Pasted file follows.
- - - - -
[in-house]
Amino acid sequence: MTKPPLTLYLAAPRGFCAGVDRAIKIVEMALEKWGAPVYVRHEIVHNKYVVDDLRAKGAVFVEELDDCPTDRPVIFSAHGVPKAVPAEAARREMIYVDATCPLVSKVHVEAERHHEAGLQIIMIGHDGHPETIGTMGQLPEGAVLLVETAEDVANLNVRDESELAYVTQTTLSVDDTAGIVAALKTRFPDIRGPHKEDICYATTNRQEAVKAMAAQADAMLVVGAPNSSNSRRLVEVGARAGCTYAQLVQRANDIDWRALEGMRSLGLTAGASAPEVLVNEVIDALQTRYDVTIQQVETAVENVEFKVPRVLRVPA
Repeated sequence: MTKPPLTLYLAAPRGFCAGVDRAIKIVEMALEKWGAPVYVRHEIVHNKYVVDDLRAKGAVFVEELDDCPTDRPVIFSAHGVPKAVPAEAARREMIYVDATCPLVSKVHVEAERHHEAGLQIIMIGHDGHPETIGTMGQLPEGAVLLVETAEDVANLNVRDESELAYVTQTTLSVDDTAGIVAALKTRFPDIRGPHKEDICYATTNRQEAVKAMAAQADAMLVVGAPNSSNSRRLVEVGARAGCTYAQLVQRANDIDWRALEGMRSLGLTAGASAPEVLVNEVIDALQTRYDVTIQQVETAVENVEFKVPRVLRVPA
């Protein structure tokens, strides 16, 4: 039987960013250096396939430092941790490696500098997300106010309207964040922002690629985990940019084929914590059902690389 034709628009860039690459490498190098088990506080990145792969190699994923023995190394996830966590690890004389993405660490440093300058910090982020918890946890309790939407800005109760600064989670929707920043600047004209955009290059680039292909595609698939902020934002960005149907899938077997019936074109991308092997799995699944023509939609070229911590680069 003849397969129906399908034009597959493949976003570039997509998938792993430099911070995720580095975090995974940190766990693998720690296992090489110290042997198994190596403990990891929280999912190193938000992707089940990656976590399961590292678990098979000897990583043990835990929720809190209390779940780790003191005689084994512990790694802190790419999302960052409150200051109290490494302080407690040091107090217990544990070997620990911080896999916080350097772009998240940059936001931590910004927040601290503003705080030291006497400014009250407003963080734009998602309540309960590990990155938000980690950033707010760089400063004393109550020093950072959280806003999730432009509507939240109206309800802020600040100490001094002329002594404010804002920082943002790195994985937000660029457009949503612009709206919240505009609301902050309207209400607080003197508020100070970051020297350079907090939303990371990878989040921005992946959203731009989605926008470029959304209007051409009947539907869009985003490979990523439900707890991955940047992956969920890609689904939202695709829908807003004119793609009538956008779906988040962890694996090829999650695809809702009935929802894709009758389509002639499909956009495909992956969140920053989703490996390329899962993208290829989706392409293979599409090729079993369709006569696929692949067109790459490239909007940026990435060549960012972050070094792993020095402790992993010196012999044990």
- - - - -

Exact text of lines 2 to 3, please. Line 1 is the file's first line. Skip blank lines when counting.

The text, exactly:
Amino acid sequence: MTKPPLTLYLAAPRGFCAGVDRAIKIVEMALEKWGAPVYVRHEIVHNKYVVDDLRAKGAVFVEELDDCPTDRPVIFSAHGVPKAVPAEAARREMIYVDATCPLVSKVHVEAERHHEAGLQIIMIGHDGHPETIGTMGQLPEGAVLLVETAEDVANLNVRDESELAYVTQTTLSVDDTAGIVAALKTRFPDIRGPHKEDICYATTNRQEAVKAMAAQADAMLVVGAPNSSNSRRLVEVGARAGCTYAQLVQRANDIDWRALEGMRSLGLTAGASAPEVLVNEVIDALQTRYDVTIQQVETAVENVEFKVPRVLRVPA
Repeated sequence: MTKPPLTLYLAAPRGFCAGVDRAIKIVEMALEKWGAPVYVRHEIVHNKYVVDDLRAKGAVFVEELDDCPTDRPVIFSAHGVPKAVPAEAARREMIYVDATCPLVSKVHVEAERHHEAGLQIIMIGHDGHPETIGTMGQLPEGAVLLVETAEDVANLNVRDESELAYVTQTTLSVDDTAGIVAALKTRFPDIRGPHKEDICYATTNRQEAVKAMAAQADAMLVVGAPNSSNSRRLVEVGARAGCTYAQLVQRANDIDWRALEGMRSLGLTAGASAPEVLVNEVIDALQTRYDVTIQQVETAVENVEFKVPRVLRVPA